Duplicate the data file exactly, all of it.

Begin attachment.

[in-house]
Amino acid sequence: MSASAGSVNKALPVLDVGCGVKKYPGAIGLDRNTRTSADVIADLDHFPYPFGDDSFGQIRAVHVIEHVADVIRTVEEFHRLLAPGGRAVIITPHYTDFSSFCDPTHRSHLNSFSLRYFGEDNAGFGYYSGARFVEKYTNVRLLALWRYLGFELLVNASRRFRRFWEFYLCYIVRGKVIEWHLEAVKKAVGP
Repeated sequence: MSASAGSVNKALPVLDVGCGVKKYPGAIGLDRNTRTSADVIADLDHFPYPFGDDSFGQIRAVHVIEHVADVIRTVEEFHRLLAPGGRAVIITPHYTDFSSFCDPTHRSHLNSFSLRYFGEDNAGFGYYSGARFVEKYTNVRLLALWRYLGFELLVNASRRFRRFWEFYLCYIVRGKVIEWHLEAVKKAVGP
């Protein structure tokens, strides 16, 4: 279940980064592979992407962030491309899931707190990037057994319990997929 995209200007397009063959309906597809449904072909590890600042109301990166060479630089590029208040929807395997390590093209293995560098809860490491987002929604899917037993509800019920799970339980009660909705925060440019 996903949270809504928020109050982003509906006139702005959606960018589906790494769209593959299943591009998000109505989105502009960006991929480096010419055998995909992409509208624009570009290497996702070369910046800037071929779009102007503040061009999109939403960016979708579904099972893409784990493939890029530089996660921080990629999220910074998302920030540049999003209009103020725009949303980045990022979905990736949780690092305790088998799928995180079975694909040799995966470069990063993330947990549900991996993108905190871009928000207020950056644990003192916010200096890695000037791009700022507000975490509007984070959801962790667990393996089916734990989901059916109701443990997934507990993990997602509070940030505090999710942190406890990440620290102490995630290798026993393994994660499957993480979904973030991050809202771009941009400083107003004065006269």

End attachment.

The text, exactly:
[in-house]
Amino acid sequence: MSASAGSVNKALPVLDVGCGVKKYPGAIGLDRNTRTSADVIADLDHFPYPFGDDSFGQIRAVHVIEHVADVIRTVEEFHRLLAPGGRAVIITPHYTDFSSFCDPTHRSHLNSFSLRYFGEDNAGFGYYSGARFVEKYTNVRLLALWRYLGFELLVNASRRFRRFWEFYLCYIVRGKVIEWHLEAVKKAVGP
Repeated sequence: MSASAGSVNKALPVLDVGCGVKKYPGAIGLDRNTRTSADVIADLDHFPYPFGDDSFGQIRAVHVIEHVADVIRTVEEFHRLLAPGGRAVIITPHYTDFSSFCDPTHRSHLNSFSLRYFGEDNAGFGYYSGARFVEKYTNVRLLALWRYLGFELLVNASRRFRRFWEFYLCYIVRGKVIEWHLEAVKKAVGP
């Protein structure tokens, strides 16, 4: 279940980064592979992407962030491309899931707190990037057994319990997929 995209200007397009063959309906597809449904072909590890600042109301990166060479630089590029208040929807395997390590093209293995560098809860490491987002929604899917037993509800019920799970339980009660909705925060440019 996903949270809504928020109050982003509906006139702005959606960018589906790494769209593959299943591009998000109505989105502009960006991929480096010419055998995909992409509208624009570009290497996702070369910046800037071929779009102007503040061009999109939403960016979708579904099972893409784990493939890029530089996660921080990629999220910074998302920030540049999003209009103020725009949303980045990022979905990736949780690092305790088998799928995180079975694909040799995966470069990063993330947990549900991996993108905190871009928000207020950056644990003192916010200096890695000037791009700022507000975490509007984070959801962790667990393996089916734990989901059916109701443990997934507990993990997602509070940030505090999710942190406890990440620290102490995630290798026993393994994660499957993480979904973030991050809202771009941009400083107003004065006269």